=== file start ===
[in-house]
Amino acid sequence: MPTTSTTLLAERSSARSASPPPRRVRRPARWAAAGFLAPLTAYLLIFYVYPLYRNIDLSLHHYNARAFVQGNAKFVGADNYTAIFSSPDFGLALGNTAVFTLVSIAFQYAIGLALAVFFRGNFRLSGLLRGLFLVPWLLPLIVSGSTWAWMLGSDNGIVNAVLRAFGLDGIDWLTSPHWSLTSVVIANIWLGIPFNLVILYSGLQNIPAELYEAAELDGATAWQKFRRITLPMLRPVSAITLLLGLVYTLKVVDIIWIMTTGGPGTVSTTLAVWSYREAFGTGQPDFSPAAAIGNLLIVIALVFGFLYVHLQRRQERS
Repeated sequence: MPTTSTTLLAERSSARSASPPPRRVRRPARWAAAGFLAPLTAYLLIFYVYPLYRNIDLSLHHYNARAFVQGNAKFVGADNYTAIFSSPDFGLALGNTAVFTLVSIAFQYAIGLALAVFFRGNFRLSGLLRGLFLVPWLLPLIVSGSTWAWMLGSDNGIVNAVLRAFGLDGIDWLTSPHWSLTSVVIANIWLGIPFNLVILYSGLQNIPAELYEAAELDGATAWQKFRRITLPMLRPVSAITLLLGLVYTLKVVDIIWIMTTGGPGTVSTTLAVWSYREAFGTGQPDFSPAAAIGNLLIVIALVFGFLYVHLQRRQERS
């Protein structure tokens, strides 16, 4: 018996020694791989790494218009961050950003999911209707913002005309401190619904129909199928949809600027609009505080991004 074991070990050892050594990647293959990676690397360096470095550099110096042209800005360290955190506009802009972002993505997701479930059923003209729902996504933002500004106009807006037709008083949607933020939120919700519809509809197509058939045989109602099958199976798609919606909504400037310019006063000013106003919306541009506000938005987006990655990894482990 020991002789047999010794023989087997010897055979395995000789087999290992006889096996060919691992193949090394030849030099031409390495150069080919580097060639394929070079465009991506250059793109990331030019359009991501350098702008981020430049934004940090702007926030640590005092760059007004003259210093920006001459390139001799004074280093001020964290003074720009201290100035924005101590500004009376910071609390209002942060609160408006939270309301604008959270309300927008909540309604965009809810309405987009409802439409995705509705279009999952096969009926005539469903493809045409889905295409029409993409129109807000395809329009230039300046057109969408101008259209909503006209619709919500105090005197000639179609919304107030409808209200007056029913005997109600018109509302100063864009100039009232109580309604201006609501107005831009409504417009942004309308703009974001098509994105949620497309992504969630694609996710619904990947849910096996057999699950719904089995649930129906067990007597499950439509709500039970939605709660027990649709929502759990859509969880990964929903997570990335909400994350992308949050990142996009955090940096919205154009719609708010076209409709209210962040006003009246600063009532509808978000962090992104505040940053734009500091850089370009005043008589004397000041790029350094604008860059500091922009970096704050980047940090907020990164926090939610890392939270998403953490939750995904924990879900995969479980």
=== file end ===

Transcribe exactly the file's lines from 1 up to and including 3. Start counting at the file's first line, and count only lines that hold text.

[in-house]
Amino acid sequence: MPTTSTTLLAERSSARSASPPPRRVRRPARWAAAGFLAPLTAYLLIFYVYPLYRNIDLSLHHYNARAFVQGNAKFVGADNYTAIFSSPDFGLALGNTAVFTLVSIAFQYAIGLALAVFFRGNFRLSGLLRGLFLVPWLLPLIVSGSTWAWMLGSDNGIVNAVLRAFGLDGIDWLTSPHWSLTSVVIANIWLGIPFNLVILYSGLQNIPAELYEAAELDGATAWQKFRRITLPMLRPVSAITLLLGLVYTLKVVDIIWIMTTGGPGTVSTTLAVWSYREAFGTGQPDFSPAAAIGNLLIVIALVFGFLYVHLQRRQERS
Repeated sequence: MPTTSTTLLAERSSARSASPPPRRVRRPARWAAAGFLAPLTAYLLIFYVYPLYRNIDLSLHHYNARAFVQGNAKFVGADNYTAIFSSPDFGLALGNTAVFTLVSIAFQYAIGLALAVFFRGNFRLSGLLRGLFLVPWLLPLIVSGSTWAWMLGSDNGIVNAVLRAFGLDGIDWLTSPHWSLTSVVIANIWLGIPFNLVILYSGLQNIPAELYEAAELDGATAWQKFRRITLPMLRPVSAITLLLGLVYTLKVVDIIWIMTTGGPGTVSTTLAVWSYREAFGTGQPDFSPAAAIGNLLIVIALVFGFLYVHLQRRQERS